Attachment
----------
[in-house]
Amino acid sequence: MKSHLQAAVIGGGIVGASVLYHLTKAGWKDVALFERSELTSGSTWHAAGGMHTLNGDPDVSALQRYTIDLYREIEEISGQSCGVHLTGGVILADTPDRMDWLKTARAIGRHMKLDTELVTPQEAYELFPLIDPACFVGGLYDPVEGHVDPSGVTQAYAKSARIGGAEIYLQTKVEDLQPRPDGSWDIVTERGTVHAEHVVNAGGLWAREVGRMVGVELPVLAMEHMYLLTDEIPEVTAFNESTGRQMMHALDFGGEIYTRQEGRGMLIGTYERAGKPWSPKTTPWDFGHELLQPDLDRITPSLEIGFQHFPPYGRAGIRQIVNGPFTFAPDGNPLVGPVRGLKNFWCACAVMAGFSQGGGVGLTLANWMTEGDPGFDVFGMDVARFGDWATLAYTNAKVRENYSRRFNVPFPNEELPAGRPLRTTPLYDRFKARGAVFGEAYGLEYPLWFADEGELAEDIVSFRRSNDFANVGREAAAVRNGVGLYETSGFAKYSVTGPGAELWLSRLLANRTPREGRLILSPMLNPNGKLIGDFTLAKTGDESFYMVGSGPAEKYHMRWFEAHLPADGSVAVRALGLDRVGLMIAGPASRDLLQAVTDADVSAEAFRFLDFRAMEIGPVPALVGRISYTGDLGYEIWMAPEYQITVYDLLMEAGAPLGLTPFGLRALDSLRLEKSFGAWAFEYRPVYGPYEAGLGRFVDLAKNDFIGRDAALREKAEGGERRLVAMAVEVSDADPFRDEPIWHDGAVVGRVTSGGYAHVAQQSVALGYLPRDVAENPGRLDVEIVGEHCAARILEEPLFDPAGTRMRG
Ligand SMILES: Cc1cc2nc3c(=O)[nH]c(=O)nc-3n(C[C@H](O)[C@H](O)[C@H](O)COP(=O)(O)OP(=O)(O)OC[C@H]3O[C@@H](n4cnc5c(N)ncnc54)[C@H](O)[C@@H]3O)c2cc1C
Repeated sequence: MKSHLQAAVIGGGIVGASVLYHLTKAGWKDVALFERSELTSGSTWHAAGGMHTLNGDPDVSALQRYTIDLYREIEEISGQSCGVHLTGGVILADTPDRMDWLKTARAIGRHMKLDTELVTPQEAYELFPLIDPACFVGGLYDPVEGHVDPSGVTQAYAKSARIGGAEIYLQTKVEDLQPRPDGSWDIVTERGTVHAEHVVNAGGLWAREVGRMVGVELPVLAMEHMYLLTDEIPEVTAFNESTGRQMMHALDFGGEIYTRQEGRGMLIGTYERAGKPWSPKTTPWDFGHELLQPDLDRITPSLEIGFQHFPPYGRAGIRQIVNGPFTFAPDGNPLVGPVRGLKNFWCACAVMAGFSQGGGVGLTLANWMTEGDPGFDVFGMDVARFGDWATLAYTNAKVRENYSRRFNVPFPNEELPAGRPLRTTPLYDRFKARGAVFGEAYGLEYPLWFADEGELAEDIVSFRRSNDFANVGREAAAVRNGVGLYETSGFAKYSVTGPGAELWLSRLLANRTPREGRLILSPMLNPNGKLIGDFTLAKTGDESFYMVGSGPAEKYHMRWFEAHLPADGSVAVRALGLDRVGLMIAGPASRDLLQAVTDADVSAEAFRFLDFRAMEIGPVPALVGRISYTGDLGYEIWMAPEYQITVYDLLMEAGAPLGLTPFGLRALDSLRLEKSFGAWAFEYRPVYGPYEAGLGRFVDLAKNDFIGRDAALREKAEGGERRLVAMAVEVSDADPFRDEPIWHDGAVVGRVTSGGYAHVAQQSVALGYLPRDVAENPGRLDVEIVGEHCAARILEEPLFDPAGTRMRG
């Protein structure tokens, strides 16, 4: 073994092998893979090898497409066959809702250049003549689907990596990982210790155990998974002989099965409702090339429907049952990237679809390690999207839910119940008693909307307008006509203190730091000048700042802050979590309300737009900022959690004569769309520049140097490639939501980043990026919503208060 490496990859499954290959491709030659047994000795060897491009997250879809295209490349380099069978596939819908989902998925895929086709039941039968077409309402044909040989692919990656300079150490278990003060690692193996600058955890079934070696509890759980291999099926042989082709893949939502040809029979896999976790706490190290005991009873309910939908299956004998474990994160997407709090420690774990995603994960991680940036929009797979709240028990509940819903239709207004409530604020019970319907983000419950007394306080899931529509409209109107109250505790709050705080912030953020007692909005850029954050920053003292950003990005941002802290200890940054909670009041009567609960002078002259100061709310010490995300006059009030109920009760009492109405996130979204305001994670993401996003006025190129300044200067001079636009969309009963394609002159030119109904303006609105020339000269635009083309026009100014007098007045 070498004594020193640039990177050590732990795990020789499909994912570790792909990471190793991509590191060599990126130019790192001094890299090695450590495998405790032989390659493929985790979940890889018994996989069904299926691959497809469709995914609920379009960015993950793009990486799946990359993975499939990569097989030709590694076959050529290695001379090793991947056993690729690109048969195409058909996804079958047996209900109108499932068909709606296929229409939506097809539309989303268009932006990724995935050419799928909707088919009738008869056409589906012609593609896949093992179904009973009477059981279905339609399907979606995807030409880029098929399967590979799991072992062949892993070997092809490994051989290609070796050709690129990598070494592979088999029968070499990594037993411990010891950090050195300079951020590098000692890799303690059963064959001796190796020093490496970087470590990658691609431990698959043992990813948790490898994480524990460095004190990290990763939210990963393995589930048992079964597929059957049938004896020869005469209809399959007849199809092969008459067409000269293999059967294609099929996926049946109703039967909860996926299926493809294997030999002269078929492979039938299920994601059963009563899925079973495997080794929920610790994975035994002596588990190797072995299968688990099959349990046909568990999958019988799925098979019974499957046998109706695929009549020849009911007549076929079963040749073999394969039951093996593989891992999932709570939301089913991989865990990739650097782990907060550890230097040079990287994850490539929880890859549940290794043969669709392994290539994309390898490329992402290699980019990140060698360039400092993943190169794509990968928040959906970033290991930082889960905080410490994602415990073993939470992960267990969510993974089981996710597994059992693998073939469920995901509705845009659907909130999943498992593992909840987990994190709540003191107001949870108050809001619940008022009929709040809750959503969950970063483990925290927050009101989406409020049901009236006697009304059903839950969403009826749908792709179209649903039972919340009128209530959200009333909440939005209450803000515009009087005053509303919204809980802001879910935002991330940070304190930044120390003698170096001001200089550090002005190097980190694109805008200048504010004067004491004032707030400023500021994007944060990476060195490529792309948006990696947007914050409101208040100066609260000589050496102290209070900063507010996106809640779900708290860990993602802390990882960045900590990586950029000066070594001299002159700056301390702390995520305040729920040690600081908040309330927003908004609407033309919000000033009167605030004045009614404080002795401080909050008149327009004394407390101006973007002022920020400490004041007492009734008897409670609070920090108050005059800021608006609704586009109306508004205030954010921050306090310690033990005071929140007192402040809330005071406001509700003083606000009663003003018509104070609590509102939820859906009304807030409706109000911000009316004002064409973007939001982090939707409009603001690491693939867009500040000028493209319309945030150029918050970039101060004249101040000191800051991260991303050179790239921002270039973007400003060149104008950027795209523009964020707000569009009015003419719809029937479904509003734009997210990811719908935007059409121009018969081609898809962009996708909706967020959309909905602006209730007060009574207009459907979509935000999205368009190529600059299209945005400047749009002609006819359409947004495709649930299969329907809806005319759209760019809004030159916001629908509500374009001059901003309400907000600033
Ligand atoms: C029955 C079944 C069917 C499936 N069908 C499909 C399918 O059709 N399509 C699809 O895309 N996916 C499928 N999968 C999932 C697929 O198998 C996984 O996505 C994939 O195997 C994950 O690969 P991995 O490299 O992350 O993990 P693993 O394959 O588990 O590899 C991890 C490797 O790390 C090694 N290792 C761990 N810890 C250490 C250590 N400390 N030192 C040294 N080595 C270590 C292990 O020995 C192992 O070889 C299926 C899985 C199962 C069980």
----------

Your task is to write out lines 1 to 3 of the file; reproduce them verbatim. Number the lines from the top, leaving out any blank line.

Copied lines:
[in-house]
Amino acid sequence: MKSHLQAAVIGGGIVGASVLYHLTKAGWKDVALFERSELTSGSTWHAAGGMHTLNGDPDVSALQRYTIDLYREIEEISGQSCGVHLTGGVILADTPDRMDWLKTARAIGRHMKLDTELVTPQEAYELFPLIDPACFVGGLYDPVEGHVDPSGVTQAYAKSARIGGAEIYLQTKVEDLQPRPDGSWDIVTERGTVHAEHVVNAGGLWAREVGRMVGVELPVLAMEHMYLLTDEIPEVTAFNESTGRQMMHALDFGGEIYTRQEGRGMLIGTYERAGKPWSPKTTPWDFGHELLQPDLDRITPSLEIGFQHFPPYGRAGIRQIVNGPFTFAPDGNPLVGPVRGLKNFWCACAVMAGFSQGGGVGLTLANWMTEGDPGFDVFGMDVARFGDWATLAYTNAKVRENYSRRFNVPFPNEELPAGRPLRTTPLYDRFKARGAVFGEAYGLEYPLWFADEGELAEDIVSFRRSNDFANVGREAAAVRNGVGLYETSGFAKYSVTGPGAELWLSRLLANRTPREGRLILSPMLNPNGKLIGDFTLAKTGDESFYMVGSGPAEKYHMRWFEAHLPADGSVAVRALGLDRVGLMIAGPASRDLLQAVTDADVSAEAFRFLDFRAMEIGPVPALVGRISYTGDLGYEIWMAPEYQITVYDLLMEAGAPLGLTPFGLRALDSLRLEKSFGAWAFEYRPVYGPYEAGLGRFVDLAKNDFIGRDAALREKAEGGERRLVAMAVEVSDADPFRDEPIWHDGAVVGRVTSGGYAHVAQQSVALGYLPRDVAENPGRLDVEIVGEHCAARILEEPLFDPAGTRMRG
Ligand SMILES: Cc1cc2nc3c(=O)[nH]c(=O)nc-3n(C[C@H](O)[C@H](O)[C@H](O)COP(=O)(O)OP(=O)(O)OC[C@H]3O[C@@H](n4cnc5c(N)ncnc54)[C@H](O)[C@@H]3O)c2cc1C